Host homes

Living in a host home on your ICS placement is undoubtedly one of the most enjoyable parts of the journey. Although daunting at first, after just two weeks, being part of a family is reducing my level of homesickness. It also enables you to get the full cultural exchange and feel part of the community, which would be extremely difficult under any other circumstances.

Having to introduce ourselves in front of 400 people at our host Papa’s church was an experience, especially when he announced that God had blessed him with two beautiful white daughters. The six-hour service full of singing, dancing and audience interaction redefines enjoying a church service. The 30-minute prayer session every evening really brings the family together and having 13 people all pray for your family in the UK is mind blowing. Being able to participate in activities like these gives you a real feel for the culture along with an amazing sense of community involvement.

Kimberley and Abbe introduce themselves to the church 

Next week I will be attempting to kill, pluck, cook and eat a chicken. While many of my peers are disgusted at the idea, I can’t wait to try something I may never have the opportunity to do again. As a return favour, we made our family rice pudding. They absolutely loved it but they had to add salt as it was too sweet, while we added extra sugar. Living in a host home gives you this opportunity to teach and learn.

We have taught our host family ‘SNAP’, ‘Go fish’ and ‘Joker’, the card games that they keep begging us to play, along with teaching our little sister how to create loom bands. They have taught us not to be scared of anything that can’t bite us. Such as the spiders, lizards, rats and chickens that roam around our house and hide in cupboards on a daily basis.

Cultural differences - Part 1

There are some extreme cultural differences between the UK and Malawi, which are so much fun to experience and learn about.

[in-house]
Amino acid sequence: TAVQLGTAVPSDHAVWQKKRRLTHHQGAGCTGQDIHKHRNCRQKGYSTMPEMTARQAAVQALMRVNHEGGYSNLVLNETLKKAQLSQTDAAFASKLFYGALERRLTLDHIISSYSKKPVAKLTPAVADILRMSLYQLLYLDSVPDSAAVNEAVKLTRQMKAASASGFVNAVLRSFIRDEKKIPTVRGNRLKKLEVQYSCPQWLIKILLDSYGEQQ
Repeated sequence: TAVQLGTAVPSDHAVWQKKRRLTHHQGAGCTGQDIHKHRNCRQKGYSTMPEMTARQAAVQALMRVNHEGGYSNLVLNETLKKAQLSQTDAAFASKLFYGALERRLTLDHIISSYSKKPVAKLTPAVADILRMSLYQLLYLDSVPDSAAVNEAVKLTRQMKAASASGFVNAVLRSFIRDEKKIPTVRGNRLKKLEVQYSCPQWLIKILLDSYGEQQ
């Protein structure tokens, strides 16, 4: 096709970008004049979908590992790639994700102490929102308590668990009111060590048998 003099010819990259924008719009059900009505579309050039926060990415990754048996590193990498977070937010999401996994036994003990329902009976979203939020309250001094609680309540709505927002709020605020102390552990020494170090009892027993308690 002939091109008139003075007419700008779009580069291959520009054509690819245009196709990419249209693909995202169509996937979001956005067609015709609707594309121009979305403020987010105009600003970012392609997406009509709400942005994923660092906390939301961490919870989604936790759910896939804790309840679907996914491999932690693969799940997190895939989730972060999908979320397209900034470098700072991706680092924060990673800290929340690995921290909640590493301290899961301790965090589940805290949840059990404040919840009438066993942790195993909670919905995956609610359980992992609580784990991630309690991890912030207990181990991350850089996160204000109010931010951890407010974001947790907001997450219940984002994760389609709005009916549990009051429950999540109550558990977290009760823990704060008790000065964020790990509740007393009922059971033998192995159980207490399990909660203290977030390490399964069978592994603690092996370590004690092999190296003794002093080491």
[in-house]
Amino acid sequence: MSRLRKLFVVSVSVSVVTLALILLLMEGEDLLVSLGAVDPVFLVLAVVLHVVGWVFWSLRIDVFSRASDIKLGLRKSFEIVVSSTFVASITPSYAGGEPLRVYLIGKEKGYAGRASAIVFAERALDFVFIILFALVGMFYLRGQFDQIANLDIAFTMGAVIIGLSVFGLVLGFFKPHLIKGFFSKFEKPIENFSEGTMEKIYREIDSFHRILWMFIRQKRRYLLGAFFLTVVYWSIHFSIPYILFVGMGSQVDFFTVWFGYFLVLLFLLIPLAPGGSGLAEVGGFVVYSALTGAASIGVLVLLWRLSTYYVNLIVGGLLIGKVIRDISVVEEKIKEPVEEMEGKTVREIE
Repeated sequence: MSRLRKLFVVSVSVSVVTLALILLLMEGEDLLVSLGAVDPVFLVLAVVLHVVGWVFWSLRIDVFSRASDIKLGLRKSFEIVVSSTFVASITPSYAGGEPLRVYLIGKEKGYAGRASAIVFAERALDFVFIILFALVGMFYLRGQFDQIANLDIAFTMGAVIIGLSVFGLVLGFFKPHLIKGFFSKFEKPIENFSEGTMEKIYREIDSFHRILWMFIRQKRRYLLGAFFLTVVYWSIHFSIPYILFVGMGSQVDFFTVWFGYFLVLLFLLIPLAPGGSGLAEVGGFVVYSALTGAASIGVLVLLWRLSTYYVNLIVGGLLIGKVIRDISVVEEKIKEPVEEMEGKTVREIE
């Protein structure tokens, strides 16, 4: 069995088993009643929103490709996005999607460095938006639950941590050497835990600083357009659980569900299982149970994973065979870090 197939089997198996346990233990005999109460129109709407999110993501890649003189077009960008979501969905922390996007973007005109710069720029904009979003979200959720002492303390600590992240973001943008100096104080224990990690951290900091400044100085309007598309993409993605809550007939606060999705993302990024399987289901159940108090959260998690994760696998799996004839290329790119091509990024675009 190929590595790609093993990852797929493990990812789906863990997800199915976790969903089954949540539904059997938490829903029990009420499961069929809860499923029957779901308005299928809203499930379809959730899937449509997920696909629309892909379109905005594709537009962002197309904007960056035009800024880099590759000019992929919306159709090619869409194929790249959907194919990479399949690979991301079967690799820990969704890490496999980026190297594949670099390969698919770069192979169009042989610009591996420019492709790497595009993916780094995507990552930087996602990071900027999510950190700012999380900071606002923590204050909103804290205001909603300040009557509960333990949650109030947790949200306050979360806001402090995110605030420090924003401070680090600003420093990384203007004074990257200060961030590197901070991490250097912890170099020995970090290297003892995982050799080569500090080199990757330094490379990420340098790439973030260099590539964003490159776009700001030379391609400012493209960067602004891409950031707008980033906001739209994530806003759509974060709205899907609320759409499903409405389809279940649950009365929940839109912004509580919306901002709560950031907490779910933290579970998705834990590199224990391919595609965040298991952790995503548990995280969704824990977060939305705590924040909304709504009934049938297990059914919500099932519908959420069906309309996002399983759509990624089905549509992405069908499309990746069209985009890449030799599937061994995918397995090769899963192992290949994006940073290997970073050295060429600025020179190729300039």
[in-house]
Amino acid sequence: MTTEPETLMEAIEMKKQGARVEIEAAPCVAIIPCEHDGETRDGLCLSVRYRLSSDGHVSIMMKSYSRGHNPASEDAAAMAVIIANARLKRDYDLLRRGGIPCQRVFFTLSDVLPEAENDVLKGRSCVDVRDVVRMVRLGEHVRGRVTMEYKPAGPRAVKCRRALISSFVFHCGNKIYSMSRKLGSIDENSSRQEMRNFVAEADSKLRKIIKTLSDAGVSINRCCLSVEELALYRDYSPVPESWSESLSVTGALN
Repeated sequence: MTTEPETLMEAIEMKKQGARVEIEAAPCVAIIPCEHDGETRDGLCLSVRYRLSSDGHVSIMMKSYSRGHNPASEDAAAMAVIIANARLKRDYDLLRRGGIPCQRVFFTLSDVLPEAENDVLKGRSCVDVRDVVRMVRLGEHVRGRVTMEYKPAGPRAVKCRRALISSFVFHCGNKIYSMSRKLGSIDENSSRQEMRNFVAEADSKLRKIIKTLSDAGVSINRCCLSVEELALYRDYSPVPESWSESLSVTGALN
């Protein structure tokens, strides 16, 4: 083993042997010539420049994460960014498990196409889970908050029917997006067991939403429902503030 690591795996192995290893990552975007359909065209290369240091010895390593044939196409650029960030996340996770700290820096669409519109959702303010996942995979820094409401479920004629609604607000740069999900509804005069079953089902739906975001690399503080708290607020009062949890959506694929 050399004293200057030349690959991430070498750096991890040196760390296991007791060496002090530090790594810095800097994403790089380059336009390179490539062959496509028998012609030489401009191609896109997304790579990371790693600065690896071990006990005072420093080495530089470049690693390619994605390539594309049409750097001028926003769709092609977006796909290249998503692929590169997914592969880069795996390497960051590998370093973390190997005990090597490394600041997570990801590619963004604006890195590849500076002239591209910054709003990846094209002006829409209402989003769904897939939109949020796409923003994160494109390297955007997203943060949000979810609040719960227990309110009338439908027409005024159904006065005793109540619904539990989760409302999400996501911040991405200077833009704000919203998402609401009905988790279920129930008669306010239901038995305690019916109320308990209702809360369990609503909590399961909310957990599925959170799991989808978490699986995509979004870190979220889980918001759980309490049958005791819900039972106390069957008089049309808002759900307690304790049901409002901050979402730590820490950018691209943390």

Our first encounter of roaming into a Malawian village involved hundreds of children swarming around us when we stepped off the bus. Shortly after, a mesmerised UK volunteer reached out their hand and every child pushed and shoved to touch an ‘azungu’ (white person). A phrase we don’t go a day without hearing in rural Africa. The experience was so surreal, not to mention the fascination regarding our hair. A series of events that would never happen in the UK.

The first difference we noticed was the portion sizes… In the UK a common portion of rice is 1-2 serving spoons worth. In Malawi 8-9 is considered normal - enough to cover the entire plate with a few grains falling off! The Malawian volunteers and our host families consistently are worried about our health because we are unable to eat an overloaded plate of rice. Furthermore, Malawian people eat with their hands, it is uncommon to use cutlery. I was unable to complete this task without rice falling everywhere…

Host sister making Nsima at home

Having been here for almost three weeks we are beginning to understand how to cope with GMT (General Malawian Time). If we need to leave at 9:30am then 12:30pm is a more accurate time to prepare for. Although infuriating at times, we have been able to lay down and absorb some vitamin D whilst waiting. Another past time, along with the fact that white skin can burn, which Malawians are unable to comprehend.

In the UK it is common for us to consume chips at dinner time, often with fish. However, in Malawi their ‘English’ breakfast includes chips and it is common to be prepared on a Sunday. When we suggested chips in the evening the Malawians were shocked and said it was English to have the chips for breakfast!

Overall as a group of UK volunteers, we have and will continue to enjoy learning and teaching about the cultural differences between our two countries.

Written by ICS volunteer Kimberley Hagues